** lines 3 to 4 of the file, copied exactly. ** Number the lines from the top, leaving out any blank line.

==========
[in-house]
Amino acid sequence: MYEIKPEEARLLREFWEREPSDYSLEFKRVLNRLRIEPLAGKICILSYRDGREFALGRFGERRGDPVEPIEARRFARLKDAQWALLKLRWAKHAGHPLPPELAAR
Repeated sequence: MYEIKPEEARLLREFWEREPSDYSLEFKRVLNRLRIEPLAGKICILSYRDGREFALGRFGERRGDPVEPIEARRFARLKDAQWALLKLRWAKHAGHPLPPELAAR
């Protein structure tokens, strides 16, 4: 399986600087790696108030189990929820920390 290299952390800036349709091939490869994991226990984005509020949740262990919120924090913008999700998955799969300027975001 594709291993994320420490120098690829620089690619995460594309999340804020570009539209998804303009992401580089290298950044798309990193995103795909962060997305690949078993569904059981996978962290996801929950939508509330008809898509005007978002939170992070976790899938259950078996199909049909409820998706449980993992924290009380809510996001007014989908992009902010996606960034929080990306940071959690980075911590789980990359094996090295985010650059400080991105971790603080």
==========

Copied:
Repeated sequence: MYEIKPEEARLLREFWEREPSDYSLEFKRVLNRLRIEPLAGKICILSYRDGREFALGRFGERRGDPVEPIEARRFARLKDAQWALLKLRWAKHAGHPLPPELAAR
């Protein structure tokens, strides 16, 4: 399986600087790696108030189990929820920390 290299952390800036349709091939490869994991226990984005509020949740262990919120924090913008999700998955799969300027975001 594709291993994320420490120098690829620089690619995460594309999340804020570009539209998804303009992401580089290298950044798309990193995103795909962060997305690949078993569904059981996978962290996801929950939508509330008809898509005007978002939170992070976790899938259950078996199909049909409820998706449980993992924290009380809510996001007014989908992009902010996606960034929080990306940071959690980075911590789980990359094996090295985010650059400080991105971790603080």